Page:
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‘Most sophisticated’ iPhone attack chain ‘ever seen’ used four 0-days to create a 0-click exploit


Between 2019 and December 2022, an extremely advanced iMessage vulnerability was in the wild that was eventually named “Operation Triangulation” by security researchers at Kasperksy who discovered it. Now, they’ve shared everything they know about the “most sophisticated attack chain” they’ve “ever seen.”

Today at the Chaos Communication Congress, Kaspersky security researchers Boris LarinLeonid Bezvershenko, and Georgy Kucherin gave a presentation covering Operation Triangulation. This marked the first time the three “publicly disclosed the details of all exploits and vulnerabilities that were used” in the advanced iMessage attack.

The researchers also shared all of their work on the Kaspersky SecureList blog today.

The Pegasus 0-click iMessage exploit has been called “one of the most technically sophisticated exploits.” And Operation Triangulation looks to be at a similarly scary level – Larin, Bezvershenko, and Kucherin have said, “This is definitely the most sophisticated attack chain we have ever seen.”

0-day attack chain to 0-click iMessage exploit

This vulnerability existed until iOS 16.2 was released in December 2022.

via Boris LarinLeonid Bezvershenko, and Georgy Kucherin at Kaspersky

Here’s the full complex attack chain, including the four 0-days used to gain root privileges of a victim’s device:

  • Attackers send a malicious iMessage attachment, which the application processes without showing any signs to the user.
  • This attachment exploits the remote code execution vulnerability CVE-2023-41990 in the undocumented, Apple-only ADJUST TrueType font instruction. This instruction had existed since the early nineties before a patch removed it.
  • It uses return/jump oriented programming and multiple stages written in the NSExpression/NSPredicate query language, patching the JavaScriptCore library environment to execute a privilege escalation exploit written in JavaScript.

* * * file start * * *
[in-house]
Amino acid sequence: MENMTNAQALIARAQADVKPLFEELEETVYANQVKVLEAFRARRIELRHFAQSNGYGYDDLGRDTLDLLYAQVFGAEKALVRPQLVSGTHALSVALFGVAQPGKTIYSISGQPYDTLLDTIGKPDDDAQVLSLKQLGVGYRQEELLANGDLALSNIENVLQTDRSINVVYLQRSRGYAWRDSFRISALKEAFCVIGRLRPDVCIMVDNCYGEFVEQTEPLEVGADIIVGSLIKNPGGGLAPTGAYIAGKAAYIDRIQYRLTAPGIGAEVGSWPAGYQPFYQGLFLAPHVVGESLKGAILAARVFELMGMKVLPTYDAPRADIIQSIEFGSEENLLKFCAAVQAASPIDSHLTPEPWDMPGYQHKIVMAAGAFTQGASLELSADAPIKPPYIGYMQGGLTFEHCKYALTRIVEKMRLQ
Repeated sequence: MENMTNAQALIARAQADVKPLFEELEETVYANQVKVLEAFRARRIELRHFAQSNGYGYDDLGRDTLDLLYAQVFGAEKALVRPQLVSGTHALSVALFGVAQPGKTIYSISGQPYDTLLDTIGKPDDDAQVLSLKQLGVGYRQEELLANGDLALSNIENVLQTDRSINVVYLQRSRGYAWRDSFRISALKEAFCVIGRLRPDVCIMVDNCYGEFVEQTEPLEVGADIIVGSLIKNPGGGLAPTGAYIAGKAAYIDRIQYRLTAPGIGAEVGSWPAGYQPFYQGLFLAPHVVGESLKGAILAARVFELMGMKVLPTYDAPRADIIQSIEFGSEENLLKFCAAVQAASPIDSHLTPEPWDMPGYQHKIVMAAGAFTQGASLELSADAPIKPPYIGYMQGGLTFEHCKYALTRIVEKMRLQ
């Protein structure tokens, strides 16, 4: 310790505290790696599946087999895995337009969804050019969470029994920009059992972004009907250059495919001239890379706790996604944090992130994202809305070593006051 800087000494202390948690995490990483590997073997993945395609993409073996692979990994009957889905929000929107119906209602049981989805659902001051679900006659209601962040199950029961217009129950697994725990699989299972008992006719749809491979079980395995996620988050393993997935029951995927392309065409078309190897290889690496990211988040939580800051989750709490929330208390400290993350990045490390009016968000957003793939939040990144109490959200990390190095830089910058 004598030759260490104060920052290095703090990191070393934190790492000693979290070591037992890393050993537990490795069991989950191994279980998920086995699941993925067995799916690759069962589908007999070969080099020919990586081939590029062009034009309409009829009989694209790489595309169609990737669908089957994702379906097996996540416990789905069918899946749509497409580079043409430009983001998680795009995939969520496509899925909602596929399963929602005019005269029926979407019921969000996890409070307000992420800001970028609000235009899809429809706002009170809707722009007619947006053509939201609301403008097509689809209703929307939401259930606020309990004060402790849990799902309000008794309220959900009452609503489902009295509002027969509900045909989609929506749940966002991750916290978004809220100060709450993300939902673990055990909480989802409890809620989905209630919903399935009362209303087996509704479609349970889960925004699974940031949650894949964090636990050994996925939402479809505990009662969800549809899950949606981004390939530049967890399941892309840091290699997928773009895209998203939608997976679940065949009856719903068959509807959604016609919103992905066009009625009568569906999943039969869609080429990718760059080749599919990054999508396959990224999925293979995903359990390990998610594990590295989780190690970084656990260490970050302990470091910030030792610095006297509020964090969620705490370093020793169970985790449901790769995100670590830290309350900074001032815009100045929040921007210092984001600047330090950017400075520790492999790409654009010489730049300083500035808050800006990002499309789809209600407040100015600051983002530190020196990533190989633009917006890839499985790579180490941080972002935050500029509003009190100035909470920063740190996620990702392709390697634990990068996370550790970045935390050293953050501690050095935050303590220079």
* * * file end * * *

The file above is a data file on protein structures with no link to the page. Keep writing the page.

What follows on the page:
• This JavaScript exploit is obfuscated to make it completely unreadable and to minimize its size. Still, it has around 11,000 lines of code, which are mainly dedicated to JavaScriptCore and kernel memory parsing and manipulation.
  • It exploits the JavaScriptCore debugging feature DollarVM ($vm) to gain the ability to manipulate JavaScriptCore’s memory from the script and execute native API functions.
  • It was designed to support both old and new iPhones and included a Pointer Authentication Code (PAC) bypass for exploitation of recent models.
  • It uses the integer overflow vulnerability CVE-2023-32434 in XNU’s memory mapping syscalls (mach_make_memory_entry and vm_map) to obtain read/write access to the entire physical memory of the device at user level.
  • It uses hardware memory-mapped I/O (MMIO) registers to bypass the Page Protection Layer (PPL). This was mitigated as CVE-2023-38606.
  • After exploiting all the vulnerabilities, the JavaScript exploit can do whatever it wants to the device including running spyware, but the attackers chose to: (a) launch the IMAgent process and inject a payload that clears the exploitation artefacts from the device; (b) run a Safari process in invisible mode and forward it to a web page with the next stage.
  • The web page has a script that verifies the victim and, if the checks pass, receives the next stage: the Safari exploit.
  • The Safari exploit uses CVE-2023-32435 to execute a shellcode.
  • The shellcode executes another kernel exploit in the form of a Mach object file. It uses the same vulnerabilities: CVE-2023-32434 and CVE-2023-38606. It is also massive in terms of size and functionality, but completely different from the kernel exploit written in JavaScript. Certain parts related to exploitation of the above-mentioned vulnerabilities are all that the two share. Still, most of its code is also dedicated to parsing and manipulation of the kernel memory. It contains various post-exploitation utilities, which are mostly unused.
  • The exploit obtains root privileges and proceeds to execute other stages, which load spyware. We covered these stages in our previous posts.

The researchers highlight that they’ve almost reverse-engineered “every aspect of this attack chain” and will be publishing more articles in 2024 going in-depth on each vulnerability and how it was used.

But interestingly, Larin, Bezvershenko, and Kucherin note there is a mystery remaining when it comes to CVE-2023-38606 that they’d like help with.

Specifically, it’s not clear how attackers would have known about the hidden hardware feature:

We are publishing the technical details, so that other iOS security researchers can confirm our findings and come up with possible explanations of how the attackers learned about this hardware feature.

In conclusion, Larin, Bezvershenko, and Kucherin say that systems “that rely on ‘security through obscurity’ can never be truly secure.”

If you would like to contribute to the project, you can find the technical details on the Kaspersky post.

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Mr.Mario
Mr.Mario
I am a tech enthusiast, cinema lover, and news follower. and i loved to be stay updated with the latest tech trends and developments. With a passion for cyber security, I continuously seeks new knowledge and enjoys learning new things.

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